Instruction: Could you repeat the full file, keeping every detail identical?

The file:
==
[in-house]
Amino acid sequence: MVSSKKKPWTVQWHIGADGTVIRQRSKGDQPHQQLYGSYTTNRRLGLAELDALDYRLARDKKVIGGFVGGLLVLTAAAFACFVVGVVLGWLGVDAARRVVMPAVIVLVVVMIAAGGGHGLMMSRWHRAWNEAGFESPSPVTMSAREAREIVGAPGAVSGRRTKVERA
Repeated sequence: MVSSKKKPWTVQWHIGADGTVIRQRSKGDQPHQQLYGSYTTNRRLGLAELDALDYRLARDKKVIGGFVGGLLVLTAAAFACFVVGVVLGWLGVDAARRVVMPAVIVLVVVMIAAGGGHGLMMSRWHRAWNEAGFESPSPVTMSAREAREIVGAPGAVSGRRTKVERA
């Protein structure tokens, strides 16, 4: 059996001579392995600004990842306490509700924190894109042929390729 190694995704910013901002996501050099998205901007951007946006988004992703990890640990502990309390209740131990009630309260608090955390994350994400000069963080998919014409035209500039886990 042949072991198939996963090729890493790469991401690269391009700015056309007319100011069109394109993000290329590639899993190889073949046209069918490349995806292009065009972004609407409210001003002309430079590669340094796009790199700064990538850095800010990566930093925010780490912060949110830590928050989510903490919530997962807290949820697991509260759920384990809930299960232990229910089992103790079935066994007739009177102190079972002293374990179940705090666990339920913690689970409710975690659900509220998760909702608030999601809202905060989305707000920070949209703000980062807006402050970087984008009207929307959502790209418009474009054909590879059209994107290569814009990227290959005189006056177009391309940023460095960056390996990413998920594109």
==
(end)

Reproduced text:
[in-house]
Amino acid sequence: MVSSKKKPWTVQWHIGADGTVIRQRSKGDQPHQQLYGSYTTNRRLGLAELDALDYRLARDKKVIGGFVGGLLVLTAAAFACFVVGVVLGWLGVDAARRVVMPAVIVLVVVMIAAGGGHGLMMSRWHRAWNEAGFESPSPVTMSAREAREIVGAPGAVSGRRTKVERA
Repeated sequence: MVSSKKKPWTVQWHIGADGTVIRQRSKGDQPHQQLYGSYTTNRRLGLAELDALDYRLARDKKVIGGFVGGLLVLTAAAFACFVVGVVLGWLGVDAARRVVMPAVIVLVVVMIAAGGGHGLMMSRWHRAWNEAGFESPSPVTMSAREAREIVGAPGAVSGRRTKVERA
């Protein structure tokens, strides 16, 4: 059996001579392995600004990842306490509700924190894109042929390729 190694995704910013901002996501050099998205901007951007946006988004992703990890640990502990309390209740131990009630309260608090955390994350994400000069963080998919014409035209500039886990 042949072991198939996963090729890493790469991401690269391009700015056309007319100011069109394109993000290329590639899993190889073949046209069918490349995806292009065009972004609407409210001003002309430079590669340094796009790199700064990538850095800010990566930093925010780490912060949110830590928050989510903490919530997962807290949820697991509260759920384990809930299960232990229910089992103790079935066994007739009177102190079972002293374990179940705090666990339920913690689970409710975690659900509220998760909702608030999601809202905060989305707000920070949209703000980062807006402050970087984008009207929307959502790209418009474009054909590879059209994107290569814009990227290959005189006056177009391309940023460095960056390996990413998920594109």